Saturday, 14 January 2012

A thaw in Tadcaster

Sam Smith’s have been in the news recently for the wrong reasons, but it’s interesting that over the past month they have also broken the habit of a number of years and increased their prices above and beyond those increases dictated by changes in tax and duty rates. Beer seems to have gone up by around 8p a pint. Clearly, in an environment where costs across the board are remorselessly rising, a policy of freezing the pre-tax price is unsustainable in the long term, and even after the increase, Old Brewery Bitter is still only £1.60 in their two Stockport pubs, and £1.66 in the Vine at Dunham Woodhouses in the Cheshire countryside.

Sam’s are still a long way from that point, but if a key aspect of your business proposition is low prices, you have to be careful you don’t end up frittering that away. Going back fifteen or twenty years, Joseph Holt’s had the same reputation as Sam’s enjoy now, and their pubs were often very busy with a distinctive, boisterous, working-class clientele. Over time, they have slowly allowed the differential to erode, so that now many of their pubs are no cheaper than others in the locality, and in the process have lost a lot of that distinctive character and not really replaced it with anything else.


  1. I can only speak for London, but here the Sam Smiths USP of low, low prices has all but gone. Yes, OBB is still very cheap indeed (i.e. £2.50 or thereabouts) but outside that, it's pretty typical London prices. I got stung for the best part of £6.00 for a bottle of Nut Brown Ale - you pay less than that in the trendier beer bars for a Rochefort 10! The kegs aren't cheap, either.

    It's been noticed by my fellow 20-something pals (whose salaries necessarily vary quite a bit) and consequently we frequent them less often. After all, their beer is good - but if you end up paying London prices anyway if you deviate from OBB, there are better.

  2. The prices of their bottled beers have always been much higher - I remember many years ago when OBB was about £1 a pint deciding for a change to have a bottle of OB Pale Ale and being taken aback to be charged about £2.25.

    However, I think you'll find all the other draught (i.e. keg) products are broadly proportionate to OBB.

  3. OBB has hit £2.22/pint in the Murenger in Newport which used to have the same pricing structure as London until recently. The Waterguard in Cardiff Bay does not serve OBB but as its the closest pub to the National Assembly its always been a bit pricey.

  4. How much would a "typical" pint of bitter (say in a pub company outlet) currently cost in Newport?

  5. Average costs are about £2.75/pint in Newport, £3/Cardiff.
    Hmm I recited those off the top of my head, shows how much research I do in pubs!

  6. Sam smiths mild £1.18 a pint in tadcaster.

  7. "Average costs are about £2.75/pint in Newport, £3/Cardiff."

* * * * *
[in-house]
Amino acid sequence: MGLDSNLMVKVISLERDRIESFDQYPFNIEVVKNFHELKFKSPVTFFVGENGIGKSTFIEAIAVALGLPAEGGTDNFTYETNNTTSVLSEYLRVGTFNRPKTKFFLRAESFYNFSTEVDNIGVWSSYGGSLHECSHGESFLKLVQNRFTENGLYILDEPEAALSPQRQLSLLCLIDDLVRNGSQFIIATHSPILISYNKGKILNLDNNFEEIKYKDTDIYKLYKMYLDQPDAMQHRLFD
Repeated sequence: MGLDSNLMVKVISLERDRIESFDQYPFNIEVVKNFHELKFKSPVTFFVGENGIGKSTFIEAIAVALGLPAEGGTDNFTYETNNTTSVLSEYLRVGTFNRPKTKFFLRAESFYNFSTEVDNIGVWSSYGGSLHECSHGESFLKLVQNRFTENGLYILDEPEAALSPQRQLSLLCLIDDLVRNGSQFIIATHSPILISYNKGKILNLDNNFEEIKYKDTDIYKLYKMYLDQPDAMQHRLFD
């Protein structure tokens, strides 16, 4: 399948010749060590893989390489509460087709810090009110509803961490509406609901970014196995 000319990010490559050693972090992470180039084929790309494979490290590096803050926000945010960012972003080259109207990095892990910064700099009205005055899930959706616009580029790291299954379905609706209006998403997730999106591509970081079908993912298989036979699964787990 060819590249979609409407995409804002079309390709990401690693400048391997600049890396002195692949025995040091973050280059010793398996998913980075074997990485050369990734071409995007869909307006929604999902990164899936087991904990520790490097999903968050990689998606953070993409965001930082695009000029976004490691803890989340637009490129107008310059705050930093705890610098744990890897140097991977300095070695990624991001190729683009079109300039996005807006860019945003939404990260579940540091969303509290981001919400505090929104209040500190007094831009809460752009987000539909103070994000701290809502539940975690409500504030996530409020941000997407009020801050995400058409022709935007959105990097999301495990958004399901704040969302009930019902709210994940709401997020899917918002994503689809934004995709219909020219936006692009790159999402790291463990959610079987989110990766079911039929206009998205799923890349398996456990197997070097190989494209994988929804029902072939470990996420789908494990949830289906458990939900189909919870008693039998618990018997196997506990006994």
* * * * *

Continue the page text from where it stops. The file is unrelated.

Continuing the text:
Around here maybe £2.50-£2.60 in central Stockport, but easily £3 in central Manchester.

    So the Sam's drinker here, relatively speaking, gets more of a bargain than in Newport.

  8. I used to pop into a number of the Sam's London houses more often, but found myself around Bankside 10 days ago, so went to the Anchor Tap (near the Dean Swift and Tower Bridge Draft House). My half of Pure Brewed Lager was £2, so that's a £4ish pint. Somebody ordered a pint of OBB, which I'm sure was about £2.80. The Pure Brewed and their stout have tended to be my preferences for some time, but I'm sure in 2007, OBB was around £2 a pint down here, so they appear to have changed their pricing policy which, as I understood it, included a COL adjustment in the London eatate.

  9. Martin, Cambridge14 January 2012 at 17:22

    I've just been reading a revealing article in Bristol CAMRA magazine about half-pint bottles of Sam's Cherry beer (?) for £3.70 in their Gloucester pub. On the other hand my own last experience was a good pint of OBB for well under £2 in Bispham last week.

    I've always enjoyed Sam's eccentricities, which haven't detracted from good cheap beer in lovely pubs, but I'm not sure if they're losing the plot, and there are increasing stories of odd treatment of their licensees.

    I could forgive them quite a lot if they returned real OBB to Sinclairs, though.

  10. Only have experience of London pubs myself, but the pricing of the bottles varies between pubs, a bottle of Oat Stout will be between 3.50 to 6.00 depending on pub. The pubs near main streets such as the Lyceum and Princess Louise will be in general more expensive than say the one behind the HMV on Oxford Street. There never seems to be a standard pricing structure.

    However pricing aside I don't go to Sam Smith's pubs for the cheapest price, I go because I like the beers. Now if prices rise and beer recipes change for the worse like Youngs (sidenote Wells now add chocolate extract to the Double Choc Stout to get the choccy flavor because they can't brew it like Youngs did) did after the Wells then I would have issues.

  11. I will take the Sam Smiths for that price.


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